The Yankees were down 3-0 before the Beltran bomb, but had eight runners stranded prior to the 8th inning. The difference between a team that is hungry like the Jays, and a team that is going through the motions like the Yankees? The Jays capitalized when opportunities presented themselves. The Bombers were in good position to jump out early on David Price early in the game, and couldn't cash in. Price wasn't nearly as dominant Friday night as he had been a week earlier in the Bronx, and the Yankees still couldn't make him pay. A pair of runners in scoring position in the third inning, nothing. What do the Jays do? They come right back and put up three runs of their own--the only runs they would score in the game, and put the Yankees into press mode the remainder of the game.

Friday, August 14, 2015

Bomber Bats Awaken, Now There's Work To Do

Mandatory Credit: usatodaysports.com
So they finally did it. The Yankees broke out of their week-plus hitting slump, snapped their losing streak, and left Cleveland winning one out of three. The last time I addressed the lineup issue, the Yankees were in first place. Now? They sit 1/2 game behind the white-hot Toronto Blue Jays. I'm a person that stands behind the things I say and write...right, wrong or indifferent. For example, this past off-season, I predicted the Yankees were destined for a 74-win season at best. Today? They sit twelve wins from that prediction, with plenty of time to get there. Okay, so I was wrong. The team has remained healthy, and the bats have carried the team most of the season, along with better than expected pitching from the rotation.

I also predicted a renaissance year for Alex Rodriguez when everyone else I knew, scoffed at such an idea. When I was writing for Yanks Go Yard, my staff often heard the phrase ".270/20/70". That was my prediction for A-Rod after missing an entire season, and on the verge of turning 40. Today? .271/24/63. He's well ahead of the pace even I had set for him, and thank goodness, because I would hate to think about where these Yankees would be without his bat back in the middle of the order. I'll take the credit for calling that one.

Thursday, August 13, 2015

20 Years Later: The Greatness of Mantle Still Rings True

Mandatory Credit: allposters.com
It's hard to believe that it's been 20 years since Mickey Mantle passed away. Today marks the twentieth anniversary of his passing, and the fact is, nobody is mentioned more in the game of baseball when a tape-measure shot is hit by a current big leaguer than "The Mick". What's hard for me to believe, especially with the recent Hall of Fame class being inducted a couple of weeks ago, is the fact that Mantle only received 88.1 percent of the vote to be elected on the first ballot. With so much scrutiny made on percentages these days when the voting results are announced, I want to know who the hell left Mantle off of their ballots?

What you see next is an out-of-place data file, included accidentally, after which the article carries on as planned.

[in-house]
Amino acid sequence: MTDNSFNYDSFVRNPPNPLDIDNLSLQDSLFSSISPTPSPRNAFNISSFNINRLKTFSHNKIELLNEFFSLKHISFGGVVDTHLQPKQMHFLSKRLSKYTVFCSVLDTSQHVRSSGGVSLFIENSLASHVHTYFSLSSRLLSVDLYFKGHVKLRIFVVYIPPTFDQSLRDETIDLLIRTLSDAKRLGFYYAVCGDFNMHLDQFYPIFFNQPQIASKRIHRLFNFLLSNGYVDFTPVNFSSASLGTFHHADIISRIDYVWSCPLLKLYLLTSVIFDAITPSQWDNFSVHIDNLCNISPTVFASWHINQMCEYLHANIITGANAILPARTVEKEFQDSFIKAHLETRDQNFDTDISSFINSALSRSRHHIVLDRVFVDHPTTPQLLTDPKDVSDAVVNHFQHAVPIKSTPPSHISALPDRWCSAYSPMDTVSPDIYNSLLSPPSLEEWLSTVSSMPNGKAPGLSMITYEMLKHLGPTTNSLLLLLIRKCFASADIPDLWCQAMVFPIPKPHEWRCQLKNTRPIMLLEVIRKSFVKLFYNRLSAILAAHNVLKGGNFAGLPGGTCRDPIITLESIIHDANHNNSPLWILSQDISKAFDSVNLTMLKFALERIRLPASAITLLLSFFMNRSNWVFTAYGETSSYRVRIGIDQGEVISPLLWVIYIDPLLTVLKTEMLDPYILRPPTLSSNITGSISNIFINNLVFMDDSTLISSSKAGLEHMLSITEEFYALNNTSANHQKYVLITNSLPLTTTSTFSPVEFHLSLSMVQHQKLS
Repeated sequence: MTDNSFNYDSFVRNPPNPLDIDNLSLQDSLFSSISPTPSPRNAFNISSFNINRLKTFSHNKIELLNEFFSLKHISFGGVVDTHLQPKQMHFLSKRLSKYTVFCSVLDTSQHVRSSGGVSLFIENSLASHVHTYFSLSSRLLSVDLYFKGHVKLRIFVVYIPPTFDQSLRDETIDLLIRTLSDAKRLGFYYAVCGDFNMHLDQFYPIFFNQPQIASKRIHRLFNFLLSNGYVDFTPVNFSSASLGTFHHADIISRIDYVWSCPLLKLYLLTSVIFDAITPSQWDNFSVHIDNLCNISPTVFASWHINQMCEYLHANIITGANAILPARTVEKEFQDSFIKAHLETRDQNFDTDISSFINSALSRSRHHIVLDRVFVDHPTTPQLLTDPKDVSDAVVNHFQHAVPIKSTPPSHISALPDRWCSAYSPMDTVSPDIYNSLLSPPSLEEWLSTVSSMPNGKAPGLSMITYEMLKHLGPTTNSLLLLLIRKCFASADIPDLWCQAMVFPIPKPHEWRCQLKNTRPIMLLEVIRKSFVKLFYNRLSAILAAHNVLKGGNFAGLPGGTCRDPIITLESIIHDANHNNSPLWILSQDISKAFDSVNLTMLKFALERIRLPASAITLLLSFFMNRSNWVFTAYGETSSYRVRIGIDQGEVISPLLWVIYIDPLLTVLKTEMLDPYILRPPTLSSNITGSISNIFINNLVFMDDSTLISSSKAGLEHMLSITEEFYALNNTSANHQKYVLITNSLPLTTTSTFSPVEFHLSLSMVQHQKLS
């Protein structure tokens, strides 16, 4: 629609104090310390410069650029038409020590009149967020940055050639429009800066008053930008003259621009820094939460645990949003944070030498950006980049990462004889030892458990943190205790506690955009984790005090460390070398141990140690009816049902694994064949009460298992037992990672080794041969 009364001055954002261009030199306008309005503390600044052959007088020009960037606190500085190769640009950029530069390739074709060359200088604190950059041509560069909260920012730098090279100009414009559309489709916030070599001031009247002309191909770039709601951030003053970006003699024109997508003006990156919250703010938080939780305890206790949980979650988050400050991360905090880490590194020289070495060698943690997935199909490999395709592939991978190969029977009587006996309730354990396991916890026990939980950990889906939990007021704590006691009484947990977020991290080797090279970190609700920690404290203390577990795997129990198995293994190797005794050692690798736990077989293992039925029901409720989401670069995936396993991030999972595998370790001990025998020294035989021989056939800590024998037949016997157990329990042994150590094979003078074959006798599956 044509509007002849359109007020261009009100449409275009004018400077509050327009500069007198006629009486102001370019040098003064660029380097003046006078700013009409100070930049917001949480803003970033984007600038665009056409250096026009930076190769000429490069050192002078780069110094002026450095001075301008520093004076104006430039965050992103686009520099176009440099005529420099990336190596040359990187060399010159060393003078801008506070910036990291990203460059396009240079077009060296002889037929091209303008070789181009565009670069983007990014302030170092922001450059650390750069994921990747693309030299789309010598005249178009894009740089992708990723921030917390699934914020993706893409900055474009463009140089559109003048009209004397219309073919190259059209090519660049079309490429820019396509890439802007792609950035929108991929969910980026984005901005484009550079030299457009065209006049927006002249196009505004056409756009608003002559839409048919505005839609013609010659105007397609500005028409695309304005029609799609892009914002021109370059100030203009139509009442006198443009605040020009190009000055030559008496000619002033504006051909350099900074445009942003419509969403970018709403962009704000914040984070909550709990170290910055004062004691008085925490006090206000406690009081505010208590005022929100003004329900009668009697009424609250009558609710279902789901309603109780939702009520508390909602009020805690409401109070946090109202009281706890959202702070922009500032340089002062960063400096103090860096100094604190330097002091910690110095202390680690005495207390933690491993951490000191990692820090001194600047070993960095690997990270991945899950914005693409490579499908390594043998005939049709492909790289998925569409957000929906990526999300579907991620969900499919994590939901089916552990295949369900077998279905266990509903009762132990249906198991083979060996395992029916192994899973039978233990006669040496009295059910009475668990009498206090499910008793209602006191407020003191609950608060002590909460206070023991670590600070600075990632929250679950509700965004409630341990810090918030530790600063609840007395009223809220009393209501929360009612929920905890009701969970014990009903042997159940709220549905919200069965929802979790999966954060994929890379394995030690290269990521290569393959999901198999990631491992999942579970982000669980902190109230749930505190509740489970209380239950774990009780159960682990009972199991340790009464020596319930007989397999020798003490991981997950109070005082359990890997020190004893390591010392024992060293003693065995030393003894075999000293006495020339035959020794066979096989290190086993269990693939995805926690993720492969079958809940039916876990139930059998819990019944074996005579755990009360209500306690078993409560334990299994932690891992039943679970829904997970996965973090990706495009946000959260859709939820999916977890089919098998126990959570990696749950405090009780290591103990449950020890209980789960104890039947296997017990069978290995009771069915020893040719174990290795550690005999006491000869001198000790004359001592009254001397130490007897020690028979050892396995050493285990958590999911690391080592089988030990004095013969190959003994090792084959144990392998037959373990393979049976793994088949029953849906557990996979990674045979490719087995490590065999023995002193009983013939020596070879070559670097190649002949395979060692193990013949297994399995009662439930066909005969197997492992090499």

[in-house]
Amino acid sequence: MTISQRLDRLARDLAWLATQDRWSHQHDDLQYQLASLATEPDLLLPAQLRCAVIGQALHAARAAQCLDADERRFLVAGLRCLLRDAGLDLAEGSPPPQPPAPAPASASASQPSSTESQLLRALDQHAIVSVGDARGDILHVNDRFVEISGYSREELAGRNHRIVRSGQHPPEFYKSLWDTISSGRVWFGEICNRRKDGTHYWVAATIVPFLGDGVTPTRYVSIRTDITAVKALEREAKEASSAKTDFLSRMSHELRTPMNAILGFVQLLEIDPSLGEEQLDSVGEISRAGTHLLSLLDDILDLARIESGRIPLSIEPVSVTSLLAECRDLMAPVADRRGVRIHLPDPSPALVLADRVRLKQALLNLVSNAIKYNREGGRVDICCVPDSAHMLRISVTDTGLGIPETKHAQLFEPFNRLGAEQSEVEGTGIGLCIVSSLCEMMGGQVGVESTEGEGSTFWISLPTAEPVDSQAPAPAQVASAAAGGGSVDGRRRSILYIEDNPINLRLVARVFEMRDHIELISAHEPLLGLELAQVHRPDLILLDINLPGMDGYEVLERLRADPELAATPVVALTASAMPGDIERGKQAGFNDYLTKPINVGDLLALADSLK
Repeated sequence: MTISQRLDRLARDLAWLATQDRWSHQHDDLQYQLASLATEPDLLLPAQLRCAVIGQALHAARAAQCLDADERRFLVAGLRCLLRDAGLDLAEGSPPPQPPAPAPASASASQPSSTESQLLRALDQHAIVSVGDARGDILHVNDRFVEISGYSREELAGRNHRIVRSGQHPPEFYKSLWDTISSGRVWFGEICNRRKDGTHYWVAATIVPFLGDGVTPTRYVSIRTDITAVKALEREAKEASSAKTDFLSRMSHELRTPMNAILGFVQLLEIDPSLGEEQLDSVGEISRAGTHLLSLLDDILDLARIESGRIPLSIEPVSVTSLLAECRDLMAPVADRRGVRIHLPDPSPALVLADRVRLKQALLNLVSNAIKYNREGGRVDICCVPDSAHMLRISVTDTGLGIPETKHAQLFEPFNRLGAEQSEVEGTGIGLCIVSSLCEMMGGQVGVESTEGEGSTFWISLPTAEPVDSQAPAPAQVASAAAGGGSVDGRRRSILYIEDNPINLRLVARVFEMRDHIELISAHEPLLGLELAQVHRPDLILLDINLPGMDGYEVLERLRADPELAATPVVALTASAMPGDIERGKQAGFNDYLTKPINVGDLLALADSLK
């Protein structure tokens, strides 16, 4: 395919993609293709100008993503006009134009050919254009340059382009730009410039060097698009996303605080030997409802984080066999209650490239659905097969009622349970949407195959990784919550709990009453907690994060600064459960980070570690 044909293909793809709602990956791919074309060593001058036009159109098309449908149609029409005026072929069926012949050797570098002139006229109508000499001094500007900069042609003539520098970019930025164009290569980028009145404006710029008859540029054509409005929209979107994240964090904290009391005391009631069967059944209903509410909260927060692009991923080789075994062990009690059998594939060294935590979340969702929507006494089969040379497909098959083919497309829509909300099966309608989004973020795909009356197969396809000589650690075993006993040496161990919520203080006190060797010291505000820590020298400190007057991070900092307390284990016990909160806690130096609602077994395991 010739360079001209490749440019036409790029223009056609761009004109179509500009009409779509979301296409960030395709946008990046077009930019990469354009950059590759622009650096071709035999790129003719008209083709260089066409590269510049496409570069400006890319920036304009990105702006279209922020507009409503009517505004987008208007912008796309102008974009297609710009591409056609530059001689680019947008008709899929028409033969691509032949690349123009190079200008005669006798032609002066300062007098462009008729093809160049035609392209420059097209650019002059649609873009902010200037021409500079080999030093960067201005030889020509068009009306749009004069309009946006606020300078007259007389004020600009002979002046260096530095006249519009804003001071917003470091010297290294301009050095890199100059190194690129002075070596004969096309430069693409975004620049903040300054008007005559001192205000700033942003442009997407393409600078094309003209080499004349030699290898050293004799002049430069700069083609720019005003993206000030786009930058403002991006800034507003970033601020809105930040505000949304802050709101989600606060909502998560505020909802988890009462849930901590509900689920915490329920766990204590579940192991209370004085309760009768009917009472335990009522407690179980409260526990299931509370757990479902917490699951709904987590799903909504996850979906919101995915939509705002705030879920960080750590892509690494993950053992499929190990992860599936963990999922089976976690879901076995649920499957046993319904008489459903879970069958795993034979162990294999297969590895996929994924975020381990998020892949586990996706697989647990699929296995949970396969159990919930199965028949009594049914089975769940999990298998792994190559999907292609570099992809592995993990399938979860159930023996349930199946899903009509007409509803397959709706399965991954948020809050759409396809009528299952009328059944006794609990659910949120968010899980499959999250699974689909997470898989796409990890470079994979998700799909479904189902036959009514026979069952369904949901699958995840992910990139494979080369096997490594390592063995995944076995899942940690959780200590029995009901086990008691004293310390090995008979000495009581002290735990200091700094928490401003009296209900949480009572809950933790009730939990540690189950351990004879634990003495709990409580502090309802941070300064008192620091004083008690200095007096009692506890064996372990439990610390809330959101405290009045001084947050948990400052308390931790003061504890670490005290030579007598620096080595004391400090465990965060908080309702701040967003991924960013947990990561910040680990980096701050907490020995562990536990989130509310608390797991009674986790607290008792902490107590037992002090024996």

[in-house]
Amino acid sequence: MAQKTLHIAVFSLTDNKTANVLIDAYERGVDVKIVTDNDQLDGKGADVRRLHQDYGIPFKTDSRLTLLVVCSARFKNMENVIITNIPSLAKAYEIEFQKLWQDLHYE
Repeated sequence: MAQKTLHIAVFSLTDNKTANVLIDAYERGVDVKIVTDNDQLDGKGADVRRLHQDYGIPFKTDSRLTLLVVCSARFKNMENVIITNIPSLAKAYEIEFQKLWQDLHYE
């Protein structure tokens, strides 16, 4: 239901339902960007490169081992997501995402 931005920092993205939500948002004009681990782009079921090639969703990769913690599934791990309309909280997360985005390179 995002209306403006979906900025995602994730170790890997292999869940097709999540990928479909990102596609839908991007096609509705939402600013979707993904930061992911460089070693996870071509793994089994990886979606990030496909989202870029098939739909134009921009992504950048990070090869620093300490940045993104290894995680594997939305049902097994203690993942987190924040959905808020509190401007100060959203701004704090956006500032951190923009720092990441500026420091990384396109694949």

We know the obvious stats: the 536 career home runs, the 18 World Series long balls, he and Roger Maris' chase of the Babe back in 1961. We know the backstories: the son of an Oklahoman miner who died prematurely, the carousing with teammates like Billy Martin and Whitey Ford, and the numerous injuries he suffered throughout his career, partially because of bad luck, partially because the man simply did not take adequate care of himself. Were you aware of Mantle (who played long before the advent of sabermetrics-based statistical analysis), has the highest OPS+ of any center fielder in big league history? He had two seasons with an OPS+ of over 200, and came close to a third and fourth time in 1962 and '63, posting seasons of 195 and 196, respectively. Higher than Willie Mays, higher than Duke Snider, and yes, even higher than Joe DiMaggio.

Monday, August 10, 2015

The Yankees Have Made Their Bed

Mandatory Credit: Ray Stubblebine via NY Post.com

It's Monday, ten days into August and a handful of things have become crystal clear. The Toronto Blue Jays are the real deal, and the New York Yankees have a whole slew of issues up and down their once heavy-hitting lineup. Other than Mark Teixeira, Alex Rodriguez, Brett Gardner, and Brian McCann, this team is loaded with a bunch of .260-ish, little-to-no pop performers. All the talk at the non-waiver trading deadline suggested the team should consider parting with prospects to land a top-of-the-rotation arm. Last I looked, two of the three Yankees' starters over the weekend (Nathan Eovaldi and Masahiro Tanaka) pitched well enough to win. They didn't. The Yankees didn't--at all this weekend, and Toronto leaves town believing THEY are the best team in the AL East.

And why shouldn't they? They've won eight straight, the Yankees haven't scored a run in 26 innings, and don't get me started on their team batting average or average with runners in scoring position since last Wednesday. Recently, I compared this team to the 2012 version: the one that killed the competition with the long ball, and fell flat on their faces in the ALCS as the Tigers won the pennant, Derek Jeter was never the same, and the Yankees haven't sniffed the postseason since.